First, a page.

28 January 2014

Sekera is a song and a fragrance

Pic Courtesy www.mahagamasekera.org

One day in the early 1990s a group of young boys got into a bus in Ampara. They were going to Kandy.  They were returning after visiting a friend in Kumarigama.  They were all seated at the back of the bus/coach.  Somewhere near Uhana they began to sing.  They didn’t stop singing until they reached Hunnasgiriya, except when the bus stopped for lunch.  From Uhana to Digana, non-stop, they sang their favorite Amaradeva songs. Without repeating.  That was about 3-4 hours of singing.  When the bus stopped for lunch, a fellow passenger was overheard referring to them as Amaradeva Kandayama (The Amaradeva Group). 

In the twenty years that have passed since that bus ride they have talked about it on a few occasions.  No one said ‘Mahagama Sekera Kandayama’.  Indeed no one mentioned the lyricist most featured in their singing.  Songs are associated with singer, not composer or lyricist, for whatever reason.  Pundit Amaradeva of course mentions his friend with affection every now and again, using the title of a song, ‘Gee pothai, mee vithai’ (the book of songs and the wine) to refer to himself and Sekera.  He has not and others have not done much to sit Sekera right where he belongs – by the vocalist's side. Metaphorically, of course.  For whatever reason. 

Perhaps it is because Sekera was so versatile and because composing lyrics was just one of many genres of literature and art that he indulged in. Perhaps it is because Sekera left us 38 years ago and Amaradeva is still alive (and may he live long, much longer!).  Perhaps there’s a deeper and more politically pregnant reason.  We know for a fact that there is a deliberate ‘absenting’ of other lyricists such as W.A. Abeysinghe, Sunil Sarath Perera and Karunaratne Abeysekera while the compositions of Mahinda Algama and Arisen Ahubudu have been butchered by deliberate erasure of key lines.  If the philosophy embedded in what could be called his ultimate composition, Prabuddha, is anything to go by, Sekera would have treated all this with equanimity.  

The fact remains that even as we love Amaradeva’s songs for melody and rendering, we remember them and return to them again and again, especially as we grow older, because of the words. That’s Sekera, not Amaradeva.  There were others who lent voice to his words, especially Nanda Malini.  Amitha Wedisinghe sings a few while others like Victor Ratnayake, Sunil Edirisinghe, Edward Jayakody, Milton Perera, Sisira and Indrani Senaratne, Rupa Indumathie, Wijeratne Warakagoda, Sujatha Attanayake and Narada Disasekera have one or two.  If he was anyone’s gee potha, then, it was Amaradeva’s not least of all because it was Amaradeva who composed melodies to most of the songs sung by other artists.    

Our of some 130 songs, Amaradeva has sung 63 and composed melodies to a dozen or so more. 
We can write about Sekera’s poetry, his films, his novels and short stories, his plays, his paintings, his photography, his children’s literature or his unpublished PhD dissertation.  If anyone bothered to just peruse all this, he/she would be astounded by his productivity.  We can talk of his impact on various literary genres or on art in general.   In each area one would find something that has helped the development of the particular form of art, a work that gets referenced in the discourse and in the creative work of those who came later.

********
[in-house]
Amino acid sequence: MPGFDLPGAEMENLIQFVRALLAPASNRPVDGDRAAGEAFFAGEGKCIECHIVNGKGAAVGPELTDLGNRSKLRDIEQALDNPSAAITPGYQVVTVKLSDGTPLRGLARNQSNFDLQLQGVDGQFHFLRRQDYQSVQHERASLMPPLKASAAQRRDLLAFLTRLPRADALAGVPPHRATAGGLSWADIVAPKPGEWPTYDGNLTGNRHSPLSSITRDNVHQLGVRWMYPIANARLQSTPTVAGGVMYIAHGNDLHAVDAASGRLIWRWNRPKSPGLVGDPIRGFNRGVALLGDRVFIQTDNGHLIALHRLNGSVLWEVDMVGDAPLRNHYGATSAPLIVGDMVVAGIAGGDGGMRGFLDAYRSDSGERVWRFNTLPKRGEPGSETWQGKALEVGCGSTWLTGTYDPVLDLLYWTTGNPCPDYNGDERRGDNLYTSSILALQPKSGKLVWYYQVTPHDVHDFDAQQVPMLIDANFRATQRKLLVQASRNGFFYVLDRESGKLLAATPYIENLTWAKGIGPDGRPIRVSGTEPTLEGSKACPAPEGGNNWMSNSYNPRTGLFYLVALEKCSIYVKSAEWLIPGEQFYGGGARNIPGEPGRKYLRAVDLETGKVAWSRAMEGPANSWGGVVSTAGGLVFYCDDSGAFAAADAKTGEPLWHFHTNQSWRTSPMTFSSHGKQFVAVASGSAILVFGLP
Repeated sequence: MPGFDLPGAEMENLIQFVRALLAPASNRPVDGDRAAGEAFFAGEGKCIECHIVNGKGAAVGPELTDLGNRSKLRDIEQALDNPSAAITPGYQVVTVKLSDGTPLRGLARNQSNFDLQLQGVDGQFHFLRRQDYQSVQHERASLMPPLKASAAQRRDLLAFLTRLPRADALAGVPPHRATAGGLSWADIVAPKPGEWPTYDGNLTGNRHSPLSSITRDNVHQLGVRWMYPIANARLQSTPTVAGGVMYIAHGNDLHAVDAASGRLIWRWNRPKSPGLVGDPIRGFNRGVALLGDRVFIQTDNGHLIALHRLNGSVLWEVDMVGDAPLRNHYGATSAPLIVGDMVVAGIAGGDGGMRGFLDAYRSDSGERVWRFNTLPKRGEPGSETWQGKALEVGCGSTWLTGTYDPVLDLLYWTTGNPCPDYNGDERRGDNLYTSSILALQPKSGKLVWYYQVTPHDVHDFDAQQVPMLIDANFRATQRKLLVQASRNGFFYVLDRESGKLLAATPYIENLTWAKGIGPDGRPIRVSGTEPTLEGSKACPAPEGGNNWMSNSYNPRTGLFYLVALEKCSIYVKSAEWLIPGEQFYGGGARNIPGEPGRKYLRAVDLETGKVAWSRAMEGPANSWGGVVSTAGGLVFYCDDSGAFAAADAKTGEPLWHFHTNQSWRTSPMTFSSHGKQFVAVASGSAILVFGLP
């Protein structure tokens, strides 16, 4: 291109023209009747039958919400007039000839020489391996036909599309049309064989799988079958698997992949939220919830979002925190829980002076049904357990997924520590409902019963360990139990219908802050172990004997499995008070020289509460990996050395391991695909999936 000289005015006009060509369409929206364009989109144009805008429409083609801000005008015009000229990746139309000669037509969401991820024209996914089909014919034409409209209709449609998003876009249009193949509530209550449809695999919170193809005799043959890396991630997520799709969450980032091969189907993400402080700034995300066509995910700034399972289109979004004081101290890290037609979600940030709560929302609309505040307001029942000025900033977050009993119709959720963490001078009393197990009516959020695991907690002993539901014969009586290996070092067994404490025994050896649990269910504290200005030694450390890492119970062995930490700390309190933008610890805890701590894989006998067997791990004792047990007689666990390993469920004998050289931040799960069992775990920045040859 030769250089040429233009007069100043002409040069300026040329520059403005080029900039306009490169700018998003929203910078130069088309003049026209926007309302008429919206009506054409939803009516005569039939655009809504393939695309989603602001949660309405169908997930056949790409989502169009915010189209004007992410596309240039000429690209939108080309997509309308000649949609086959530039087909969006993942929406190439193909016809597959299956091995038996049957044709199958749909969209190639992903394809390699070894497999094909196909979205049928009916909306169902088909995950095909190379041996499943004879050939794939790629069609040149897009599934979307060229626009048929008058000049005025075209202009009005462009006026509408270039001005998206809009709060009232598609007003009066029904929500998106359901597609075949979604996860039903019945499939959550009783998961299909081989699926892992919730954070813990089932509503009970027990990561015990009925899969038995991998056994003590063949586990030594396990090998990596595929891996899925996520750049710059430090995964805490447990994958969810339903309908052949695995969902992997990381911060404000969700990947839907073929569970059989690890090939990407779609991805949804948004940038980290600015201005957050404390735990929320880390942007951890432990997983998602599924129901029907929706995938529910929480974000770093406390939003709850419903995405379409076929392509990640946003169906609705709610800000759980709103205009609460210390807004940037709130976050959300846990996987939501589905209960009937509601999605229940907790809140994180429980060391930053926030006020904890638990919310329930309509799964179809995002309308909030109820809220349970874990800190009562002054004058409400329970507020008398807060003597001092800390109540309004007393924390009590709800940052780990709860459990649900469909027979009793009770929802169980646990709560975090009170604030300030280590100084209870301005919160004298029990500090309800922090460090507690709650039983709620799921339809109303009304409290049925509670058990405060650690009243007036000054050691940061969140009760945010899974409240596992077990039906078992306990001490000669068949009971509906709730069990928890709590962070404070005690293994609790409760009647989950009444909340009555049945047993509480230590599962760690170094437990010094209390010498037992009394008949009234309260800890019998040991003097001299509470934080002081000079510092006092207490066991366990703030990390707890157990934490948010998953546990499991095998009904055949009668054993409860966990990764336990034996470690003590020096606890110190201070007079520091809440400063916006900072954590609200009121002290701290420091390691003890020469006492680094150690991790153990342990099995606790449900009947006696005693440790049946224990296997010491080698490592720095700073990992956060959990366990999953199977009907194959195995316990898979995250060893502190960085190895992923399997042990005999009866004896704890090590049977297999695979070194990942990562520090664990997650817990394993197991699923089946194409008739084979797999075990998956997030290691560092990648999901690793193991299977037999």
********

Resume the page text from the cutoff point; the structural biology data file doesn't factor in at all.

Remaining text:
We can look for his mark in our cultural sensibilities and we may very well find that much of what we cherish carries elements of his creative signature.  That’s a doctoral dissertation right there waiting to be written.  Perhaps it is because Sekera is so vast and so deep that he is not mentioned. Indeed it would be a disservice to reduce the man to a particular song or his association with a particular artist.  Sekera had long arms; he embraced a lot.  

We began with song and lyric.  Let’s end there.  He had words that spoke of many things and to many occasions.  It is hard to pick one song, one line, one word that captures the man or rather who he is to me.  It is easy to go for Ma Mala Pasu (After I die), considering this moment of commemoration.  But let’s go with Siripa Piyume from Lester James Peries’ 1967 film ‘Ransalu’.  Sekera had suggested that Amaradeva think of pirith when composing the melody.  He was inspired, we are told, by the sight of Samanala Kanda or Siri Pada while flying into Katunayake Airport, just like the great Arahats may have, as he imagines (maha rahatun vadi maga osse).

‘Sitha kimide lovthuru suwande’
And the mind immerses itself in transcendental fragrance. 

Read Sekera and that is how it feels. To me. Right now.  A song, yes, but a fragrance too.  



දේශක යා said...

Thanks for the post. It is really worthy. In the first couple of paragraphs you describe the whole thing, they are the pearls.
Why dont you try to be a sinhala medium bloger. Great job. So many actually almost forgot the January Blossom (Sekara)

Kanthi Weerasinghe said...

Why only confined to Prabuddha translation? Do consider translating other work of Sekera's. Is your translation of Prabuddha now accessible by readers (I mean at bookshops?)

h. said...

"The fact remains that even as we love Amaradeva’s songs for melody and rendering, we remember them and return to them again and again, especially as we grow older, because of the words. That’s Sekera, not Amaradeva."
- Thank you for saying this. This is the truth. Amaradeva is a giant and revered today because Sekara made him. Amaradeva did a lot for the Sinhala Song, true, but as a musician he is not the only giant. Rather, there have been bigger giants in Sri Lanka. Premasiri Kemadasa is clearly one. There are others. But people venerate Amaradeva and that's because of Sekara's words.